Driving Issues May Be Discussed In Legislature
Date posted - January 29, 2016
Des Moines, Iowa — According to Senator Randy Feenstra of Hull, there are some transportation issues that may be discussed this session in the Iowa legislature.
Feenstra says that it has been noted that traffic violators cannot always come up with the full amount of a fine and this creates other issues. He says the DOT finds that people will write bad checks or drive without paying the fine which, if they are caught, could mean the State would bar them from having a driver’s license, which could spiral into the loss of a job. The DOT is proposing that fines could be paid in monthly installments so people can manage the fine amount and not go down this path that leads to more problems. Feenstra says he likes the idea.
Feenstra says another one of the issues is increasing the weight limit for trucks. Currently, he says the maximum weight allowed on a tandem axle under permit is 40,000 pounds. He says that across the country, only Iowa, Nebraska, and Oklahoma have a 40,000 pound maximum. Most states allow 46,000 with a few states between 43 and 45 thousand. Iowa Motor Truck Association, Specialized Carriers & Rigging Association, and the Iowa AGC approached the Iowa DOT and noted how Iowa’s lower tandem axle weight was making the cost of doing business in Iowa less competitive compared to other states. After an analysis of the State’s system, the DOT feels that the roads can safely support a maximum of two tandem axles up to a permitted weight of 46,000 pounds, one axle each on the truck and the trailer. The senator says this will resolve the issue for the majority of freight carriers, especially those hauling construction equipment and machinery from manufacturing plants in Iowa. The Legislature will need to approve the idea.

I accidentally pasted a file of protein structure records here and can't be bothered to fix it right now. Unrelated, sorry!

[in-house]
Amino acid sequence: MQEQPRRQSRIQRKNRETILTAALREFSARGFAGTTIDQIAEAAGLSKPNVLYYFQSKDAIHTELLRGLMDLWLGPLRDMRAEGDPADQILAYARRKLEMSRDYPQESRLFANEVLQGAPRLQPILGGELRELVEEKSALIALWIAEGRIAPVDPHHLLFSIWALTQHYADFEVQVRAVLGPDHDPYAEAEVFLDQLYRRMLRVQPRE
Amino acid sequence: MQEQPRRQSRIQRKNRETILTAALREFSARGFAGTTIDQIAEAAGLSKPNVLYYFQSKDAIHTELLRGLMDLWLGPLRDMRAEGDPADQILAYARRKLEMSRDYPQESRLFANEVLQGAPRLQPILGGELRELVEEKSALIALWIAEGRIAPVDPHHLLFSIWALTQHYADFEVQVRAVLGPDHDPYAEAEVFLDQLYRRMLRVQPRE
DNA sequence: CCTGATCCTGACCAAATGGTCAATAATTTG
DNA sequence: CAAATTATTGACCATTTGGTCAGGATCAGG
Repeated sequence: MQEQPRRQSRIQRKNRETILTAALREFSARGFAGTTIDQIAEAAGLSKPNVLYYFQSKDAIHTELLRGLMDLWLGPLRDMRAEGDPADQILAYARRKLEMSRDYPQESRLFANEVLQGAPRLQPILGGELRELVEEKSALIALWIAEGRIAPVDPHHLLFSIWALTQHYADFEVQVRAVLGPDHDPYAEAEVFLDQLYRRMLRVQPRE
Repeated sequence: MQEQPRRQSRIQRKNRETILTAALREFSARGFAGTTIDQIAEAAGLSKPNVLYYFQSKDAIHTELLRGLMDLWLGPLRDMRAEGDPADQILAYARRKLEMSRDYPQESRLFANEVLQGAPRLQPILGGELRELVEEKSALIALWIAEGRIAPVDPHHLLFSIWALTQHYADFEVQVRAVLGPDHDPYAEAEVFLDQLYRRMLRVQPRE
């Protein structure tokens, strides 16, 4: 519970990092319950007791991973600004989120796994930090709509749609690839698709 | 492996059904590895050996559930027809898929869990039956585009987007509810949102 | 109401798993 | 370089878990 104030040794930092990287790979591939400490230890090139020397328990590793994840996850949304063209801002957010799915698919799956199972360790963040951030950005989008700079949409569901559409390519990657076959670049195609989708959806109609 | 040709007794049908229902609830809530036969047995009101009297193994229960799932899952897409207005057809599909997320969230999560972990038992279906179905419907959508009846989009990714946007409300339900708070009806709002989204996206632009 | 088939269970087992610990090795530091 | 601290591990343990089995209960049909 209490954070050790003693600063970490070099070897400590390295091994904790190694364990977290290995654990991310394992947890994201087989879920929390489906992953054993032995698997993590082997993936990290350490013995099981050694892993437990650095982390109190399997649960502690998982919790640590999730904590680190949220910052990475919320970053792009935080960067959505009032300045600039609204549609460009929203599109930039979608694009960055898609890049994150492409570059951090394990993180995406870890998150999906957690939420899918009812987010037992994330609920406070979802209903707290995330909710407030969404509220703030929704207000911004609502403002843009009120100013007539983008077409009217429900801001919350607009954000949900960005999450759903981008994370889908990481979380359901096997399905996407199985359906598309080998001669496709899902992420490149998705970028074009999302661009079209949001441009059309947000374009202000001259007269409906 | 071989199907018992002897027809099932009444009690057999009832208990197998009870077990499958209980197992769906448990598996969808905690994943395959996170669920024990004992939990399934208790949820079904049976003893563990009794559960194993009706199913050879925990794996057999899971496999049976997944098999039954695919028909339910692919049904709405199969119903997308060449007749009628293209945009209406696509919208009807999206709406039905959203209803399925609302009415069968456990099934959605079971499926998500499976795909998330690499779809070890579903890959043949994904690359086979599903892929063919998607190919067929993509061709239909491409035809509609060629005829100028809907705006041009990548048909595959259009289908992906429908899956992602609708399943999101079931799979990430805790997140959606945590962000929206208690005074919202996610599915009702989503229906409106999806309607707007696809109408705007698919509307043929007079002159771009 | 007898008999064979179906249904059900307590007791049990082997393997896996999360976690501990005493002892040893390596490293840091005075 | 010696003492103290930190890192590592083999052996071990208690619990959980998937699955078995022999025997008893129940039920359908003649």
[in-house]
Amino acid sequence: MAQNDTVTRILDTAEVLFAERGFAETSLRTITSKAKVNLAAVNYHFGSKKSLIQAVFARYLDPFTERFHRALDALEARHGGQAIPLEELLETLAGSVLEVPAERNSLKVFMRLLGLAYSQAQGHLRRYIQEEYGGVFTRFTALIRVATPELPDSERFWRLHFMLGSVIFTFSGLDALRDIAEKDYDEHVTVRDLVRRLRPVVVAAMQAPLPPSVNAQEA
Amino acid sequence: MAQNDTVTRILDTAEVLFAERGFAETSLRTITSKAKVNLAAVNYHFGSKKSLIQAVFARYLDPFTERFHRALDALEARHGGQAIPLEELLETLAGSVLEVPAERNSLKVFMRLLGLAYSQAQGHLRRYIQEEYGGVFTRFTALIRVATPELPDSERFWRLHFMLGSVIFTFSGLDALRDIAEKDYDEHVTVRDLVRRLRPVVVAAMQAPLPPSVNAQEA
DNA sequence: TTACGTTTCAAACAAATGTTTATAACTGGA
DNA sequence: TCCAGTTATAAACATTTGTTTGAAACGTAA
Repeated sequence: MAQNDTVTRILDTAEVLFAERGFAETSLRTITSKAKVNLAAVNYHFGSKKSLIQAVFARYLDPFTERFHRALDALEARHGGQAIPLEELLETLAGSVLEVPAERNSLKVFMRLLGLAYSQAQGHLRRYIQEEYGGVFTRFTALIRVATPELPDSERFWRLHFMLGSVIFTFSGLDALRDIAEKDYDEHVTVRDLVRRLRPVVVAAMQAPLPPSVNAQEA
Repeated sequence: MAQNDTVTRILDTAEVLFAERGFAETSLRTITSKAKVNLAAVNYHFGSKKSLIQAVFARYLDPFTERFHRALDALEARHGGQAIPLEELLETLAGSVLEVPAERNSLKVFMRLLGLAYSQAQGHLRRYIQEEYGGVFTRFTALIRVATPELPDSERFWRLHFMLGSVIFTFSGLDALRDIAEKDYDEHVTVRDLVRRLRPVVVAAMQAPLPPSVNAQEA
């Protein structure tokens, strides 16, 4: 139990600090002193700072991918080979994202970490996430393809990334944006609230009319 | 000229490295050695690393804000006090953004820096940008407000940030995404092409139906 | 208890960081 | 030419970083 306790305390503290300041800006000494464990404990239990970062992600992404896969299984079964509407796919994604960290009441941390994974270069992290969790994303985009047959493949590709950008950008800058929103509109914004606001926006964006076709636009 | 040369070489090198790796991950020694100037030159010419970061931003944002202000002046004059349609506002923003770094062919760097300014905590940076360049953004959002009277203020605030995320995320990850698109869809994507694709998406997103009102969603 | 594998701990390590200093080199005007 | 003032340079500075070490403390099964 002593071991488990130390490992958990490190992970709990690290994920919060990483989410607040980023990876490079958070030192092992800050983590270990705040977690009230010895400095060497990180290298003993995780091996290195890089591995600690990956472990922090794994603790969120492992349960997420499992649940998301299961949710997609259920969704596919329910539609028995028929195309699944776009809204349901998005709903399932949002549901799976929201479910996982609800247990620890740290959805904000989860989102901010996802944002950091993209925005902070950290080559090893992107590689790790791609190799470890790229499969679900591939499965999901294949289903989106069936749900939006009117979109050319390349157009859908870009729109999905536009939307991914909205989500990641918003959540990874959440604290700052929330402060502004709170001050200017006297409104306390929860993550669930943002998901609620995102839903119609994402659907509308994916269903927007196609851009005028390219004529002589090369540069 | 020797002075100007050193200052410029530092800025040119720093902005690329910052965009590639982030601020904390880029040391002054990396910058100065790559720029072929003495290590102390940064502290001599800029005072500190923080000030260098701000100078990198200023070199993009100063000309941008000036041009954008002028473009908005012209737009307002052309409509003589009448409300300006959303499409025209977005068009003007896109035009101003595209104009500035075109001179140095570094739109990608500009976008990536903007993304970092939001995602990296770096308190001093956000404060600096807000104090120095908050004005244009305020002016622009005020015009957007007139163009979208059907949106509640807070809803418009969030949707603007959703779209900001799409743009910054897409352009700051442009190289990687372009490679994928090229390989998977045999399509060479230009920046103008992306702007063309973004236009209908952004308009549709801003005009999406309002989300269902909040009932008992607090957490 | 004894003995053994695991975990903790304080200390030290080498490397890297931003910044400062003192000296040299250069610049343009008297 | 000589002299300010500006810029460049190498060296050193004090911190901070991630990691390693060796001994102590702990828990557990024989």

Also, Iowa has not yet addressed how a 3-wheel car / cycle will be licensed. Feenstra says this means a vehicle with two wheels in front and one in back. The DOT has proposed to license them as cars. The legislature will probably take on this issue as well.
In addition, right now only the DOT can give CDL skills testing. The Senator says this has created a significant back log for truckers and has also required them to travel hours to get to a testing location. The DOT is recommending that the State create 3rd Party Skills testers like the community colleges to take some of this burden off of the DOT. Feenstra says he supports the idea.